Science Notes


Issue: "Palau: Renaissance Man," Jan. 24, 1998

Darwin's supervisor

"The diversity of life on Earth is the outcome of evolution: an unsupervised, impersonal, unpredictable and natural process." So read the platform of the National Association of Biology Teachers (NABT), the influential professional society of high school and college science instructors. But in a surprising move that has scandalized evolutionists and secularists in the education establishment, the NABT has excised the key words "unsupervised" and "impersonal" from its creed, technically allowing for the possibility that a personal, intelligent creator designed life, albeit through the mechanism of evolution. But don't expect evolutionist educators to recant their materialist faith anytime soon. As Phillip Johnson, a leading critic of Darwinism, told WORLD: "I don't think the NABT meant to change its substantive position, which is still that evolution is a completely natural and material process in which God played no role. They merely removed some language that was too explicit in stating their naturalistic philosophy." Indeed, Wayne Carley, executive director of the NABT acknowledged as much, saying the change was made because they wanted "to avoid taking a religious position." That is an admission that demonstrates the truth of what Christian critics have been claiming all along: The association's original platform-like Darwinism itself-exceeds purely scientific conclusions, and embraces distinctly religious ideas. The NABT decision to change its statement is widely seen as a retreat from the secularist worldview of the "scientific" community. "That perception may cause the Darwinists some worry," Mr. Johnson says, "because they cannot afford to look as if they are losing confidence."

Blinded with science

Plagiarism. Faked research data. Forged signatures. Private information about patients revealed without their consent. These are hardly the practices one would associate with the elite and most prestigious scientific and medical journals in the world, but according to a group of editors from some of those periodicals, such are the unethical artifices of a growing number of scientific writers seeking publication. Indeed, the problem has swelled to such an alarming extent that these editors have banded together to protect against scientific misconduct by forming the Committee on Publication Ethics (COPE). "Cases of [scientific fraud] are still exposed mostly by chance, and we worry about the scale of the problem," said Richard Smith, editor of The British Medical Journal, which, along with The Lancet, The Journal of the American Medical Association, and other leading lights is going on guard through COPE against the trickery of morally challenged scientists. The first step, as Dr. Smith sees it, is to publicize the embarrassing extent of the problem, so COPE will begin annually publishing a list of reported cases of researcher malfeasance to sensitize editors to the problem, as well as to stigmatize offending writers. Dr. Smith and the other editors hope eventually to organize an international body modeled after the Danish government's official national committee on scientific dishonesty.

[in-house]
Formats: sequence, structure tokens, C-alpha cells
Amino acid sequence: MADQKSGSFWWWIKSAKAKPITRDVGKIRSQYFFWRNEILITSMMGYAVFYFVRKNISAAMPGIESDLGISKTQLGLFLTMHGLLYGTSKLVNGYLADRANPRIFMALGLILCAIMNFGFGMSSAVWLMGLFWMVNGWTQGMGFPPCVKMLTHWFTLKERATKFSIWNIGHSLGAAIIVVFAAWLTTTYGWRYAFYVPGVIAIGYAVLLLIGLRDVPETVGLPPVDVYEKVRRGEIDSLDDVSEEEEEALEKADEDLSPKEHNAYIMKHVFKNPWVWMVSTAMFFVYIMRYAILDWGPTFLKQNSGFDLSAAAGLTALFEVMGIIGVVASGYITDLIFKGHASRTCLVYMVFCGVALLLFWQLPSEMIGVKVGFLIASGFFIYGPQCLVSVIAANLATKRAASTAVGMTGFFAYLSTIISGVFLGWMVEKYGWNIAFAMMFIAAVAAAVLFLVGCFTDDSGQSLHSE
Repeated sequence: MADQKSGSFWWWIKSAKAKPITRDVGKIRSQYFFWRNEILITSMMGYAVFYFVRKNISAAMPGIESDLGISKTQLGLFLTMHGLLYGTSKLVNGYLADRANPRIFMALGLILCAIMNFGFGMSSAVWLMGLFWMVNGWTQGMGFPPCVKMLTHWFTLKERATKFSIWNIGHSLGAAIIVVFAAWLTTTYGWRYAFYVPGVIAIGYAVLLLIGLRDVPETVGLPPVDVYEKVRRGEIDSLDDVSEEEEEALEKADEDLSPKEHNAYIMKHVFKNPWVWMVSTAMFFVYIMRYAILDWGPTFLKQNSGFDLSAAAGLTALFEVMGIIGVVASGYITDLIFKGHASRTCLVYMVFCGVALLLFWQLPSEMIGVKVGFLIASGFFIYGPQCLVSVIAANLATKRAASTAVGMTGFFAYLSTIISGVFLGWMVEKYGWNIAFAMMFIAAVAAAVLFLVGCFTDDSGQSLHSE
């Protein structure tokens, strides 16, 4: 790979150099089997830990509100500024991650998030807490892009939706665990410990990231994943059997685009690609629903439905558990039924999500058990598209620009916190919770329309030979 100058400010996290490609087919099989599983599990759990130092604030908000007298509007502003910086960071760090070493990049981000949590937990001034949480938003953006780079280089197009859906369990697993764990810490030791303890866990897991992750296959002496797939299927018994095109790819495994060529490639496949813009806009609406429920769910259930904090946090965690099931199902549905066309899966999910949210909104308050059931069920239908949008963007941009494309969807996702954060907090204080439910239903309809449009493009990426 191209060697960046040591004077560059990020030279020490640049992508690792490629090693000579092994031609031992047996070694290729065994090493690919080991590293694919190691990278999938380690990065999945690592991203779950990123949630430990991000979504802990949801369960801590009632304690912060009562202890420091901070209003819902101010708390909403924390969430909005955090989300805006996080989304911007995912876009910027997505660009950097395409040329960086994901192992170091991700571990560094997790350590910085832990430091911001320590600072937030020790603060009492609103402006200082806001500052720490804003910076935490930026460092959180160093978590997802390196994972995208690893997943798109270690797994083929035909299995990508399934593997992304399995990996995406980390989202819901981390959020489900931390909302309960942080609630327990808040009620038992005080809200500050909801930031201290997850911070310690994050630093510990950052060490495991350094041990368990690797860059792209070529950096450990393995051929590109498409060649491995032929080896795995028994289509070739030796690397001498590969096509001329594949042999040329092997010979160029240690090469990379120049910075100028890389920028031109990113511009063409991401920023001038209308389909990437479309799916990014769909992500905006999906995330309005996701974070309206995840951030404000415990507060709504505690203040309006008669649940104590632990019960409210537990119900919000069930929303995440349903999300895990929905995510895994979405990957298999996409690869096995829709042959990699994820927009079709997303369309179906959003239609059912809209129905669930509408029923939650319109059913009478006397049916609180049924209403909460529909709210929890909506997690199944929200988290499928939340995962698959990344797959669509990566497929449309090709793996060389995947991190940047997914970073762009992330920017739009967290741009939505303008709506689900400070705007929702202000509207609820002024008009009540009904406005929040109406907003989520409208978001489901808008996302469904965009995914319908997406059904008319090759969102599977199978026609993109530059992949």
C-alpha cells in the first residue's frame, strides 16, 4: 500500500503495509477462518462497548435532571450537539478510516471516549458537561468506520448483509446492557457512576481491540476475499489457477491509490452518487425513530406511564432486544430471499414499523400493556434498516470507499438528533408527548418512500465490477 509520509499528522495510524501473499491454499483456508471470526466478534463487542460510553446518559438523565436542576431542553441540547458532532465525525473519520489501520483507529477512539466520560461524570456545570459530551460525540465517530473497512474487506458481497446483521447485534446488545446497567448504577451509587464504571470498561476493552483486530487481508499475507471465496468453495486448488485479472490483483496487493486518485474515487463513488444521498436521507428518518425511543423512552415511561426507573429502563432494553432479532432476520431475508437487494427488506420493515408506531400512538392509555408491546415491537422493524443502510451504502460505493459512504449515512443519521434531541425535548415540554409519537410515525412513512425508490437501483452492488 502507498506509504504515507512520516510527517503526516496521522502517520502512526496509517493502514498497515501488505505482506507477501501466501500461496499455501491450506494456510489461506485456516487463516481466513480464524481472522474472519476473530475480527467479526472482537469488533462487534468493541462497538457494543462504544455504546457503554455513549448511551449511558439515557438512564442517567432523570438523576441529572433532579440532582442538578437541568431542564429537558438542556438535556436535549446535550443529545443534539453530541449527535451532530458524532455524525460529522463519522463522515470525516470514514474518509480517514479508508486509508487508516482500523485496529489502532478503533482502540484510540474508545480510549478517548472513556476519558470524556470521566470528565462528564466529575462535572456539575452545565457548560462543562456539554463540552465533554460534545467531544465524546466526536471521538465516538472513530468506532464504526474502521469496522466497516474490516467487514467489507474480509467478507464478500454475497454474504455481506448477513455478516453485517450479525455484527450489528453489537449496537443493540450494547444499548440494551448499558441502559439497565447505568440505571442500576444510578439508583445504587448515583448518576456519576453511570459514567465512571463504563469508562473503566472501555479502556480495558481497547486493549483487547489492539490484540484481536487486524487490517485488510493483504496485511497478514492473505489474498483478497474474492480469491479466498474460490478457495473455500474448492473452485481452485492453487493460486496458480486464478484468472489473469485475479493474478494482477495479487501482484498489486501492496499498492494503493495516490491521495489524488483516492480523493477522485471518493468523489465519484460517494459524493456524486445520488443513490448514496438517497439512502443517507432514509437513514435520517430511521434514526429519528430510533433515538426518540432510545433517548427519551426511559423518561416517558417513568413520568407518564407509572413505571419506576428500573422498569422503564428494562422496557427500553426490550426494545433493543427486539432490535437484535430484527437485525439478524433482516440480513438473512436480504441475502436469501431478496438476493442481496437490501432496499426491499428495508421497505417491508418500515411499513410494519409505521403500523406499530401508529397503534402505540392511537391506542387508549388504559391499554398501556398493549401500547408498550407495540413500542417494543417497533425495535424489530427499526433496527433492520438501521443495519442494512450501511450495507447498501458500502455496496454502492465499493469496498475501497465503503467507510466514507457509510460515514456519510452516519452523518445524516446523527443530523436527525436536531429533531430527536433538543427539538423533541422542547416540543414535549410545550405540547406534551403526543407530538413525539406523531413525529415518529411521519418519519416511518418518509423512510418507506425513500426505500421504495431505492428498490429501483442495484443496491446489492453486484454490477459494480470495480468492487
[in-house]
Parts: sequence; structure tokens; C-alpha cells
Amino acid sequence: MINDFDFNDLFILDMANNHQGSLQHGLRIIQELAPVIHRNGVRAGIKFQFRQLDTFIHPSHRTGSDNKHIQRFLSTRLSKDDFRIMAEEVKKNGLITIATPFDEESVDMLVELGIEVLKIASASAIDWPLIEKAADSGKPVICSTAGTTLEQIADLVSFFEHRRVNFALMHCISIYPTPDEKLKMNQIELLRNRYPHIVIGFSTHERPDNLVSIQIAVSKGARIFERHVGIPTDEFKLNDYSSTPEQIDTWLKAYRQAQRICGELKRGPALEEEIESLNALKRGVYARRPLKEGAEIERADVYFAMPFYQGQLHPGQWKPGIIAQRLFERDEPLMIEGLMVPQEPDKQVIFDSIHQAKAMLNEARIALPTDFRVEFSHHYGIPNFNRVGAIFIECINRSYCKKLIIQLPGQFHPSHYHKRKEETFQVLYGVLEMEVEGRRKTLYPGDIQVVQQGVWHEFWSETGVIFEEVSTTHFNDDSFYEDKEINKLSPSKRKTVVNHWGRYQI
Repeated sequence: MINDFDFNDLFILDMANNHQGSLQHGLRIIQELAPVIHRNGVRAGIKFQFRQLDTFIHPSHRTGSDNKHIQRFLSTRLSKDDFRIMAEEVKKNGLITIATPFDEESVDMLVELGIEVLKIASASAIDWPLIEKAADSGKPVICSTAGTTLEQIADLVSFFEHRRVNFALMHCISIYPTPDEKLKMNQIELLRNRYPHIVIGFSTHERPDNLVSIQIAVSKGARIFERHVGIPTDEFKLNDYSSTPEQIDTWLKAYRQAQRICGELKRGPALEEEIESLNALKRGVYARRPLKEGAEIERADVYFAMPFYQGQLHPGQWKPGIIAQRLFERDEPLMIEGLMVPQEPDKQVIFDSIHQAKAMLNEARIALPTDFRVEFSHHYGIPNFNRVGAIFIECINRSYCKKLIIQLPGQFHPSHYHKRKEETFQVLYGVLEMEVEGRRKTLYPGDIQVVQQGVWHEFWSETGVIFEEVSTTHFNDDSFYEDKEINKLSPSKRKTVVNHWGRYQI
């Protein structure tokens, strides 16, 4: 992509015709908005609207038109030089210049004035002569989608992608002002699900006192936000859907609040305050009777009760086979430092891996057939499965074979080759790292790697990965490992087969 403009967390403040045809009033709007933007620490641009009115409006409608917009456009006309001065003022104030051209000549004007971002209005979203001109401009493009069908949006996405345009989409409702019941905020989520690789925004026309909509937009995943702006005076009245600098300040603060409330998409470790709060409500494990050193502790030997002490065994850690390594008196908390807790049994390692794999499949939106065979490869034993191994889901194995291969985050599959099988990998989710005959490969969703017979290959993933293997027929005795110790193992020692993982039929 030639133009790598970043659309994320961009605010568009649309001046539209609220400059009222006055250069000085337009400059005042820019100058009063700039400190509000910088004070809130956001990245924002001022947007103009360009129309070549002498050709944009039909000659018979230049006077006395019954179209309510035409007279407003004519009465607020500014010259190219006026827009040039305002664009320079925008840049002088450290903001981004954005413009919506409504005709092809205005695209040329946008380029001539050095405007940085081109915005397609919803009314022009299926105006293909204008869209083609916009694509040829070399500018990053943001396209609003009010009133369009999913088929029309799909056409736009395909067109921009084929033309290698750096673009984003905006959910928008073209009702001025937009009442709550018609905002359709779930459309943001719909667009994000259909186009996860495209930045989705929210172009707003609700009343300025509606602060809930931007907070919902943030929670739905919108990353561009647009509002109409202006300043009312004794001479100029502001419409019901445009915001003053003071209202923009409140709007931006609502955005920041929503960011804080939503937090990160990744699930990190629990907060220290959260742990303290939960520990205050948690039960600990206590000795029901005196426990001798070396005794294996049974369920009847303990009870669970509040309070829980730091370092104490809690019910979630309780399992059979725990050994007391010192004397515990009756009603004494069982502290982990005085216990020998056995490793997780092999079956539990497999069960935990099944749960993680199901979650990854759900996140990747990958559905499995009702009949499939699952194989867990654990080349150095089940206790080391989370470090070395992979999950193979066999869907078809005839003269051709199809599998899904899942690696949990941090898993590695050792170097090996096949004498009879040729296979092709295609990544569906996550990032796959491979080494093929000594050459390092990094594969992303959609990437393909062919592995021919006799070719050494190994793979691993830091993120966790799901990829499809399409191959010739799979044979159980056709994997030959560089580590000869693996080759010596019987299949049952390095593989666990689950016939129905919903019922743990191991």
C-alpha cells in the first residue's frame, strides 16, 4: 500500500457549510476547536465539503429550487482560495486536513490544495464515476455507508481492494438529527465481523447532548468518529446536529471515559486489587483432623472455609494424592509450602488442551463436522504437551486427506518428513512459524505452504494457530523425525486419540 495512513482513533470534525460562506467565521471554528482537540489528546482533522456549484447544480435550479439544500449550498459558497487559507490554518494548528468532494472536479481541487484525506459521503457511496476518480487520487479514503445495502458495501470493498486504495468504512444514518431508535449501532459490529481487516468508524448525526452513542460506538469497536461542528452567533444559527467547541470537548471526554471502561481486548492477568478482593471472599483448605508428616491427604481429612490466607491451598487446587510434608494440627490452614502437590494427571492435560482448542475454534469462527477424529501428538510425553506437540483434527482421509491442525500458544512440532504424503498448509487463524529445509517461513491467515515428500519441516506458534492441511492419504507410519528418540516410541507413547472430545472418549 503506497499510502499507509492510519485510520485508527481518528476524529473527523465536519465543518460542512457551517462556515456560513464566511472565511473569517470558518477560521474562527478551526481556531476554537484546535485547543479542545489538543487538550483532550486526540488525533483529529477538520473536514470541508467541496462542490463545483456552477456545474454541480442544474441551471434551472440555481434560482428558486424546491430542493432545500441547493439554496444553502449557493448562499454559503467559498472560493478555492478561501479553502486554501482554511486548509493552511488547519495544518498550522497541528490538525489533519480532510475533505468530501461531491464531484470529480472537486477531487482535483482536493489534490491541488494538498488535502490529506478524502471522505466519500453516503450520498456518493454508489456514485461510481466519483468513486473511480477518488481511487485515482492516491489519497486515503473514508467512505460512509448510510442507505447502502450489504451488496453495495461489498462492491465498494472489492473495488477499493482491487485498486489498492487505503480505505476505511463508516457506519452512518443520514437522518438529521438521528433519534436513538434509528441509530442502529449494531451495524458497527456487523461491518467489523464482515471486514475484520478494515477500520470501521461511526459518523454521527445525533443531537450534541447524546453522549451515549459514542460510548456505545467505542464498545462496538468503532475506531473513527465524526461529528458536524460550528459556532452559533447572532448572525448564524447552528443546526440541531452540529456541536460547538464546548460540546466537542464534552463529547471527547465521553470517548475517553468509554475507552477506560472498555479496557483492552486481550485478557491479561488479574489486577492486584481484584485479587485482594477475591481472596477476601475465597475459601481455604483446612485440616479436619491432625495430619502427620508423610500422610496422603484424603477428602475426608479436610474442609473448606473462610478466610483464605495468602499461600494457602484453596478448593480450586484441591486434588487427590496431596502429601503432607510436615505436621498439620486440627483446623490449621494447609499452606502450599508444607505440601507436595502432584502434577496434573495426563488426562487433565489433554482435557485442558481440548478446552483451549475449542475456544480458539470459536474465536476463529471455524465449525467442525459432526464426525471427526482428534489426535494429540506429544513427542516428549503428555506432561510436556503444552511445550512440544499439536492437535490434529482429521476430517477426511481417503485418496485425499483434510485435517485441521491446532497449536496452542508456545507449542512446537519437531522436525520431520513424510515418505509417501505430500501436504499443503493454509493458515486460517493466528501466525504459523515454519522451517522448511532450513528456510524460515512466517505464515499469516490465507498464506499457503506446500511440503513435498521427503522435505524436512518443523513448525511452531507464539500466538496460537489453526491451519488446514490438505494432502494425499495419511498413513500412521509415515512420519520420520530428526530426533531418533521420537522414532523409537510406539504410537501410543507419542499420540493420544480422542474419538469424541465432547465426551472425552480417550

"I just needed this bed"

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Even as Oregon voters last November were choosing to continue traveling down the perilous path of physician-assisted suicide, some of the destinations along that road were revealed in the Netherlands, where physician-assisted suicide is already widely practiced. The Journal of the American Medical Association reports that euthanasia advocates there have taken the next step, and begun arguing that in certain circumstances doctors should neither require nor seek the consent of mentally competent patients before they kill them. One such chilling instance was "a nun whose physician ended her life a few days before she would have died because she was in excruciating pain but her religious convictions did not permit her to ask for death." In another case, a patient with advanced breast cancer who had explicitly said she did not want to be euthanized was dispatched by her physician anyway, because, he said, "It could have taken another week before she died. I just needed this bed."


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